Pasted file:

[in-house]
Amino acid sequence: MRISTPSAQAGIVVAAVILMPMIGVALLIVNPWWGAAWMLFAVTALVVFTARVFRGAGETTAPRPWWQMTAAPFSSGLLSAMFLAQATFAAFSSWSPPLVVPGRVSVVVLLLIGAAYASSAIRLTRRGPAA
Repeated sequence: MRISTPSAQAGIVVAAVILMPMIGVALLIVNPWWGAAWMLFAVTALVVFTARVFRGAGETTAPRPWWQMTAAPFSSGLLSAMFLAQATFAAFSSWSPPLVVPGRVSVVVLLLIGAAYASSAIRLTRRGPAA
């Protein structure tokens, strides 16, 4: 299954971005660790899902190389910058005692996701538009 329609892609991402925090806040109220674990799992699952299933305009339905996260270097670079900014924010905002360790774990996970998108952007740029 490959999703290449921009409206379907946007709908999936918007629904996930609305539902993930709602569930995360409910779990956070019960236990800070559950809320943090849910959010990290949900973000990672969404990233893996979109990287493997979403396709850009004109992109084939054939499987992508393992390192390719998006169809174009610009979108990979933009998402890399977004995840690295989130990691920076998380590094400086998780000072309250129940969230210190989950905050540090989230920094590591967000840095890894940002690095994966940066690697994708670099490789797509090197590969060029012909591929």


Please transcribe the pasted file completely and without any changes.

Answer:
[in-house]
Amino acid sequence: MRISTPSAQAGIVVAAVILMPMIGVALLIVNPWWGAAWMLFAVTALVVFTARVFRGAGETTAPRPWWQMTAAPFSSGLLSAMFLAQATFAAFSSWSPPLVVPGRVSVVVLLLIGAAYASSAIRLTRRGPAA
Repeated sequence: MRISTPSAQAGIVVAAVILMPMIGVALLIVNPWWGAAWMLFAVTALVVFTARVFRGAGETTAPRPWWQMTAAPFSSGLLSAMFLAQATFAAFSSWSPPLVVPGRVSVVVLLLIGAAYASSAIRLTRRGPAA
């Protein structure tokens, strides 16, 4: 299954971005660790899902190389910058005692996701538009 329609892609991402925090806040109220674990799992699952299933305009339905996260270097670079900014924010905002360790774990996970998108952007740029 490959999703290449921009409206379907946007709908999936918007629904996930609305539902993930709602569930995360409910779990956070019960236990800070559950809320943090849910959010990290949900973000990672969404990233893996979109990287493997979403396709850009004109992109084939054939499987992508393992390192390719998006169809174009610009979108990979933009998402890399977004995840690295989130990691920076998380590094400086998780000072309250129940969230210190989950905050540090989230920094590591967000840095890894940002690095994966940066690697994708670099490789797509090197590969060029012909591929």